International Web Accessibility Summit logod

International Web Accessibility Summit

Wednesday 15 and Thursday 16 November 2000

Closing Address

Photograph of Dr Hoylen Sue Dr Hoylen Sue, Technical Manager, Australian W3C Office

I think we've all learnt a great deal from this Web Accessibility Summit. And I would like to thank the sponsors for making it happen.

Firstly, I would like to thank the sponsors of this event:, the Multimedia Victoria, and I-cubed - the Interactive Information Institute. is at the forefront of accessibility issues, and we have see from their presentation that there are a whole range of issues in accessibility; both on the Web as well as beyond the Web.

Multimedia Victoria has been very generous in sponsoring this Summit and the work of I-cubed.

And finally, thanks to the Interactive Information Institute for organising and supporting this event.

In particular, I think we should all give thanks to Janine Mawhinney, Shar McMillan and the I-cubed team for their everything they've done in organising and making sure this event runs smoothly.

Also I'd like to thank our AusLan signers for making sure that the content of the Summit was accessible to everyone.

And also, thanks to Terry Laidler for being our MC.

And finally a big thank you to all the speakers.

We have heard and seen in these presentations many of the exciting results of accessibility, as well as the many challenges that are faced. This can be disheartening, because we face both technical problems as well as non-technical problems. Not only do we have to deal with hideous HTML and buggy browsers, but we also have to deal with clueless CEOs and accessibility-challenged Web page creators.

However, we should not just focus on the challenges, but also on the opportunities that accessibility provides. Graham Innes described it as the "stick and the carrot" - let's focus on the carrot and not just on the stick.

At this Summit, we've seen the great benefits that accessibility provides, both to disabled people as well as non-disabled people. Dealing with accessibility issues brings tremendous opportunities to an organisation. For being accessible, getting your Web site right the first time, making it maintainable, and I'm sure that there are many flow on benefits that come from thinking clearly about accessibility.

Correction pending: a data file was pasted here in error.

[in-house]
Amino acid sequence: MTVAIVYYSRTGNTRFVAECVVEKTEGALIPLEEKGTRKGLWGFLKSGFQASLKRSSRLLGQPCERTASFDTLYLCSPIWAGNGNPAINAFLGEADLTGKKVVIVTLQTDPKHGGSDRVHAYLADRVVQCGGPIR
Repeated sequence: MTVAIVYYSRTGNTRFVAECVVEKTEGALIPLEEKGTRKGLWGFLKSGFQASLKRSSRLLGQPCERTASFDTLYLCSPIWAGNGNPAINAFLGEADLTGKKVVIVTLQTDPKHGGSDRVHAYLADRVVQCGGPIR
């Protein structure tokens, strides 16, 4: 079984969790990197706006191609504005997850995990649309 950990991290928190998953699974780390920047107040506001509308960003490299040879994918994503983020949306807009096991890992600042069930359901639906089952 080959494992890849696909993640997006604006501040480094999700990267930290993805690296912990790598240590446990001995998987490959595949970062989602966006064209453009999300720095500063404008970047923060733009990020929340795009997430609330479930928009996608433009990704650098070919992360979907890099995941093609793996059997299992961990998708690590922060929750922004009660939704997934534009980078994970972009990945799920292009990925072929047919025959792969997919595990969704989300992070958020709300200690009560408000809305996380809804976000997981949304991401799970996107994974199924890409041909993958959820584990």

We have come a long way already. John McKenna describes it as a "new world of accessibility". The Web has enabled disabled people to do a whole lot of things already which they couldn't have done before. To vote on-line, to go to a bank without going to a bank, to access services online. It has also opened up a whole new world of content to people.

For example blind people didn't have access to timely news and classified advertisements because they weren't being translated to Braille. However, with the Web they are now online, as text or HTML, and is now available to a blind person in a form that they can use.

I'm sure you'll all agree that accessibility is a key issue. An issue that separates the amateurs from the professionals. And this is a key point that was made in this Summit.

Tom Worthington mentioned that professionals do their job properly, not just what the uninformed customer might think they want.

Liddy Nevile described the importance of a formal development process (with well defined requirements and testing). She also said that structure, content and presentation should be separated and done by those who are skilled experts in those areas. All of this is simply professionalism.

Look at the development of software enginnering as an example. In the early days of computing, people jumped straight in and wrote code - without any planning or structure. Today, professionals use well defined processes, methodologies, and quality assurance systems. As Web development grows up, the same will occur to incorporate accessibility.

In my opinion, as the Web matures the profession will recognise the importance accessibility. Users will demand it, clients will ask for it by name, and developers will practice it automatically.

Just as if you wouldn't hire an accountant who couldn't count, you wouldn't have a Web professional who didn't understand accessibility.

In my opinion, the future looks bright. The future is not now. The future is the future. But what we do now shapes the future. So it is now the time to be strict; it is now the time to be cool; and it is now the time to be accessible.

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